Thursday, 21 December 2017

Resident Evil: Vendetta (2017) - Movie Review
The plot: Arms dealer Glenn Arias (John DeMita) is preparing to unleash a new zombie apocalypse on the masses, having engineered a virus that he is able to control. After an infiltration mission goes south, BSAA agent Chris Redfield (Kevin Dorman) enlists the help of scientist Rebecca Chambers (Erin Cahill) and former agent Leon Kennedy (Matthew Mercer) to help him stop Arias and find a cure for the virus. However, as Arias’ plan goes ahead, the three of them will have to work fast to save the world once again.

Dorman gives a certain gruff authority to his military role, although he’s honestly the blandest of the main three. Cahill may be saddled with a ‘damsel in distress’, but credit to her as she manages to convey genuine smarts and even a dry sense of humour without any of it feeling beyond who visually looks the most out-of-place of any of the characters here. Mercer is in full action hero mode here, selling how tired his character is of all the fighting and carnage has gone on in the series prior while also nailing a bravado that shows while he may be run down from all the fighting, he is more than willing to deal some damage if he has to. DeMita makes for a great villain here, balancing out the vengeful backstory with an absolutely batshit depiction of a mad scientist and making them both stick. Sure, he’s far more entertaining just being crazy, but he doesn’t waste his chance for at least some character depth.

Studio Marza Animation Planet, who are behind the animation here, are best known for their work with Sega, particularly on the more recent Sonic games. That experience in game cutscenes shows here as the CGI quality has a very pre-rendered feel to it, like it was all made in a game engine. Not only that, it feels like it’s at least one generation behind as far as graphics, leaving a shiny and rather plastic sheen to what we are seeing.
That said, while the textures are a bit lacking, the actual animation is still pretty good. The motion capture is solid, allowing for some very energetic and lively movements during the action scenes, and while the lip-sync can be pretty hit-and-miss, the modelling on the character faces overall look lifelike without stepping into Uncanny Valley territory. The same goes for the environments they run around in, from the creepy corridors of the mansion in Mexico to the chaotic streets of New York, which all feel like they have separate identities as locales and enough atmosphere to fit with the frequently gear-shifting tone of the story. And then there’s the action scenes, which are remarkably fluid and show a good understanding of pacing and scope to get the blood pumping.

Something that I keep noticing with Japanese video games, especially those with more cinematic aspirations like Resident Evil and Metal Gear Solid, is a recurring fear about corporate privatisation. This idea that those in power, those who control capitalist empires, will end up destroying society as we know it. Here, that fear is embodied by the machinations of Arias, a weapons merchant who doesn’t deal in tempered steel but flesh and blood. The notion that not only can he turn everyday civilians into undead bio-weapons, but that we could already be tapped for the transformation without even knowing it, is quite unsettling and highlights a lot of the dehumanisation that is inherent to the zombie genre. It taps into a key idea of the original games, and something that Paul W.S. Anderson’s live-action attempts completely missed: You don’t need overblown ideas to make zombies seem scary. Just the idea that a single bite can turn a human being into a weapon is creepy enough, aided by the characters remarking on how much their conflicts with the Umbrella Corporation have changed them and their hopes for the future.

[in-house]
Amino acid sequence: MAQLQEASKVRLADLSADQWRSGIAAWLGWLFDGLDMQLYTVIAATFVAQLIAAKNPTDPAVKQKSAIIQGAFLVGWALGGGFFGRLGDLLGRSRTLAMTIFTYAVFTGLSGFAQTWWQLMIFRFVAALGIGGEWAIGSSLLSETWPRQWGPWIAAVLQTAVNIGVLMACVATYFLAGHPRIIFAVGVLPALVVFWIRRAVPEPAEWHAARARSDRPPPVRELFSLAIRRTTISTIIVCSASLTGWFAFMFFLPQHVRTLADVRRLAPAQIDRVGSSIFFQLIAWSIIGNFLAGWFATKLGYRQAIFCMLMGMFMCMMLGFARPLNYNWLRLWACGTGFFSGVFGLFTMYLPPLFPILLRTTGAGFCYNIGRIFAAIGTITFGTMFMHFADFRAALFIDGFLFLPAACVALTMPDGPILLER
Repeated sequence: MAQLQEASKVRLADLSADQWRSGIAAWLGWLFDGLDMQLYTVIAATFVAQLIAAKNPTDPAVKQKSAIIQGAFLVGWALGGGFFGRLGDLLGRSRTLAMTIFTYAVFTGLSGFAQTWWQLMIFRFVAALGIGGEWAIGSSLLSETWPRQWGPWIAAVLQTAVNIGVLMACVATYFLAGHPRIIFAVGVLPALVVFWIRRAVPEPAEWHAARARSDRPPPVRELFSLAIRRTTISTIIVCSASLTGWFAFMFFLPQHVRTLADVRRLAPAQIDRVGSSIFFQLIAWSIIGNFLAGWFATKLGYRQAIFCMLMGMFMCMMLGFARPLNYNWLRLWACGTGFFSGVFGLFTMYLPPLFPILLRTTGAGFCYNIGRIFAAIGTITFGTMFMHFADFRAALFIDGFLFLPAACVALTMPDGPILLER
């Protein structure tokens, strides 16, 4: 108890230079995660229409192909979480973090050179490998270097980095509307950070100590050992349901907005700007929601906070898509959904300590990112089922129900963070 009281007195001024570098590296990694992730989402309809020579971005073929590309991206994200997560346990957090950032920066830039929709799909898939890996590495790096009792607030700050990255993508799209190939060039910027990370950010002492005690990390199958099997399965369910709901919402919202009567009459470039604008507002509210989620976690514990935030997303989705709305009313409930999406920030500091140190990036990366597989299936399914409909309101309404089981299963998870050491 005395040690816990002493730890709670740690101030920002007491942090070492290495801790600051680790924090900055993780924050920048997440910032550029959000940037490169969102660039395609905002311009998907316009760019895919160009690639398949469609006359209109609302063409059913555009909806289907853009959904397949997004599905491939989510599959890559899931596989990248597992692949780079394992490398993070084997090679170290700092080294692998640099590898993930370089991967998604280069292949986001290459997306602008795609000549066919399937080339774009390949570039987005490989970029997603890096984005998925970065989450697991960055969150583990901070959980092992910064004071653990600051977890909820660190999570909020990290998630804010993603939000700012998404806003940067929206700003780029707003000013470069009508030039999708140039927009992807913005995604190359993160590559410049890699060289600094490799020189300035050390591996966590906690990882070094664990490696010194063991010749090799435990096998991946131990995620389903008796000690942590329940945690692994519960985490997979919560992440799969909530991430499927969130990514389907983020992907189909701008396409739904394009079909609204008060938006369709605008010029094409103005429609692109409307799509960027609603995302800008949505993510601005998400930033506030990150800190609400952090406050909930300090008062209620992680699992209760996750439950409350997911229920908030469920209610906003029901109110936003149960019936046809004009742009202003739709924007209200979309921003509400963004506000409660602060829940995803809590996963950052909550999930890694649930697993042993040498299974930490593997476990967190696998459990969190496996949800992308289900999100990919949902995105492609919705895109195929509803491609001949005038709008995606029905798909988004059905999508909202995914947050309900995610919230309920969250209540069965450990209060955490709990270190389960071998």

But I’m not going to pretend that this film’s main goal is exploring human fears of corporatisation and the dead coming back to life. When I said that Resident Evil has cinematic aspirations, that’s more in reference to how much of the series’ identity is comprised of a B-movie aesthetic. Right from the first game’s legendarily awkward acting and dialogue, there’s always been this spectre of the ridiculous hanging over the franchise.
And here, it seems that the filmmakers have grabbed onto that aesthetic with both hands because this thing is seriously ri-goddamn-diculous. Whether it’s Leon Kennedy showing that a motorcycle can be the most effective weapon for fighting zombies, Arias trying to re-write his own past through a particularly kooky attempt to recreate his dead fiancĂ©, or the BSAA agents connecting over their shared love for Breaking Bad (considering how much the RE world has been ravaged by zombies, that show existing in it is a bit of a mindfrag moment), there’s this recurring feeling that a lot of what we’re watching is here because it’s supposed to be cool. However, it gets that across without feeling like it’s talking down to the audience or trying to be more than it is. The film knows that it’s a bombastic zombie flick, and as the story carries on, it only gets more and more glorious in how over-the-top it is. It’s enjoyable without being dumbed down, and it’s goofy without being too self-conscious; the kind of zombie film I can absolutely get behind.

All in all, I really hope Paul W.S. Anderson is taking notes on just how much he got wrong. The acting is damn good, the animation can be a bit muddled but pulls off spectacle where it counts, the writing taps into certain cultural fears to wring out some decent horror and the action is so over-the-top that it’s difficult to watch without grinning like a complete idiot. It’s more than a little insane, but not to any insulting degree; instead, it allows the audience to enjoy what’s on-screen because of how bombastic it gets, not in spite of it.

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